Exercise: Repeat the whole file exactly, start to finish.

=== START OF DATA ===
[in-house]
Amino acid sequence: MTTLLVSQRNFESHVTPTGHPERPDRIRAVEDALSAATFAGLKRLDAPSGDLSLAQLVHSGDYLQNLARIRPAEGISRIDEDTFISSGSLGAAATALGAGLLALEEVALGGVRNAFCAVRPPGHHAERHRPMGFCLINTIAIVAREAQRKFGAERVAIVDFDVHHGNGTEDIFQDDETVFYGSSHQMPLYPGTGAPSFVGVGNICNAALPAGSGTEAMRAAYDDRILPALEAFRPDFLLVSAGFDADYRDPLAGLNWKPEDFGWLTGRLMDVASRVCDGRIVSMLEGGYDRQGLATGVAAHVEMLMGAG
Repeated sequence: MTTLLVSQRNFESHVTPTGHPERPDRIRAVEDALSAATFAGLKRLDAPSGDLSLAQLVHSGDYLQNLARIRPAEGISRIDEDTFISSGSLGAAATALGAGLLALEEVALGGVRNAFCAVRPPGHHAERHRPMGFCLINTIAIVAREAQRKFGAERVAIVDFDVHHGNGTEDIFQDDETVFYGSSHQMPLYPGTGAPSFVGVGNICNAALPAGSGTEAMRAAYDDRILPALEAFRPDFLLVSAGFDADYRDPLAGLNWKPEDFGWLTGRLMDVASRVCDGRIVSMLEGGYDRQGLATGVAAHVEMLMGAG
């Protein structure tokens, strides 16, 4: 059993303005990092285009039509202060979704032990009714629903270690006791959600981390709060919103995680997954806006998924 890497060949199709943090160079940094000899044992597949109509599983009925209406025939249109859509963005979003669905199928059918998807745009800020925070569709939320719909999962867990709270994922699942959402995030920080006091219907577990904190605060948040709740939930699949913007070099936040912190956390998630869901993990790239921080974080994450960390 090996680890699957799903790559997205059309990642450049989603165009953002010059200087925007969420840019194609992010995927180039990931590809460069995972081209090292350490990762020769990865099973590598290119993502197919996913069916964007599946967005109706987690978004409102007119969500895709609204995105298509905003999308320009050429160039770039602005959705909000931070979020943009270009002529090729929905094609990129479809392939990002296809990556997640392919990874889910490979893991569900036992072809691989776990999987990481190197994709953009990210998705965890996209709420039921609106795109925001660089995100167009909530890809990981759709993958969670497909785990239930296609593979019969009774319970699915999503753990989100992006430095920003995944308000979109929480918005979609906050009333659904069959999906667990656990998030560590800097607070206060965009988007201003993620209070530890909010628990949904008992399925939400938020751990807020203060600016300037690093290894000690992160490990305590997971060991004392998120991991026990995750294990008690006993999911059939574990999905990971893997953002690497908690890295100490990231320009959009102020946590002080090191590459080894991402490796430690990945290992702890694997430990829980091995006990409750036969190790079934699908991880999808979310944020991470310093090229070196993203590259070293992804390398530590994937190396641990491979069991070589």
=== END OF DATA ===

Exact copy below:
[in-house]
Amino acid sequence: MTTLLVSQRNFESHVTPTGHPERPDRIRAVEDALSAATFAGLKRLDAPSGDLSLAQLVHSGDYLQNLARIRPAEGISRIDEDTFISSGSLGAAATALGAGLLALEEVALGGVRNAFCAVRPPGHHAERHRPMGFCLINTIAIVAREAQRKFGAERVAIVDFDVHHGNGTEDIFQDDETVFYGSSHQMPLYPGTGAPSFVGVGNICNAALPAGSGTEAMRAAYDDRILPALEAFRPDFLLVSAGFDADYRDPLAGLNWKPEDFGWLTGRLMDVASRVCDGRIVSMLEGGYDRQGLATGVAAHVEMLMGAG
Repeated sequence: MTTLLVSQRNFESHVTPTGHPERPDRIRAVEDALSAATFAGLKRLDAPSGDLSLAQLVHSGDYLQNLARIRPAEGISRIDEDTFISSGSLGAAATALGAGLLALEEVALGGVRNAFCAVRPPGHHAERHRPMGFCLINTIAIVAREAQRKFGAERVAIVDFDVHHGNGTEDIFQDDETVFYGSSHQMPLYPGTGAPSFVGVGNICNAALPAGSGTEAMRAAYDDRILPALEAFRPDFLLVSAGFDADYRDPLAGLNWKPEDFGWLTGRLMDVASRVCDGRIVSMLEGGYDRQGLATGVAAHVEMLMGAG
């Protein structure tokens, strides 16, 4: 059993303005990092285009039509202060979704032990009714629903270690006791959600981390709060919103995680997954806006998924 890497060949199709943090160079940094000899044992597949109509599983009925209406025939249109859509963005979003669905199928059918998807745009800020925070569709939320719909999962867990709270994922699942959402995030920080006091219907577990904190605060948040709740939930699949913007070099936040912190956390998630869901993990790239921080974080994450960390 090996680890699957799903790559997205059309990642450049989603165009953002010059200087925007969420840019194609992010995927180039990931590809460069995972081209090292350490990762020769990865099973590598290119993502197919996913069916964007599946967005109706987690978004409102007119969500895709609204995105298509905003999308320009050429160039770039602005959705909000931070979020943009270009002529090729929905094609990129479809392939990002296809990556997640392919990874889910490979893991569900036992072809691989776990999987990481190197994709953009990210998705965890996209709420039921609106795109925001660089995100167009909530890809990981759709993958969670497909785990239930296609593979019969009774319970699915999503753990989100992006430095920003995944308000979109929480918005979609906050009333659904069959999906667990656990998030560590800097607070206060965009988007201003993620209070530890909010628990949904008992399925939400938020751990807020203060600016300037690093290894000690992160490990305590997971060991004392998120991991026990995750294990008690006993999911059939574990999905990971893997953002690497908690890295100490990231320009959009102020946590002080090191590459080894991402490796430690990945290992702890694997430990829980091995006990409750036969190790079934699908991880999808979310944020991470310093090229070196993203590259070293992804390398530590994937190396641990491979069991070589």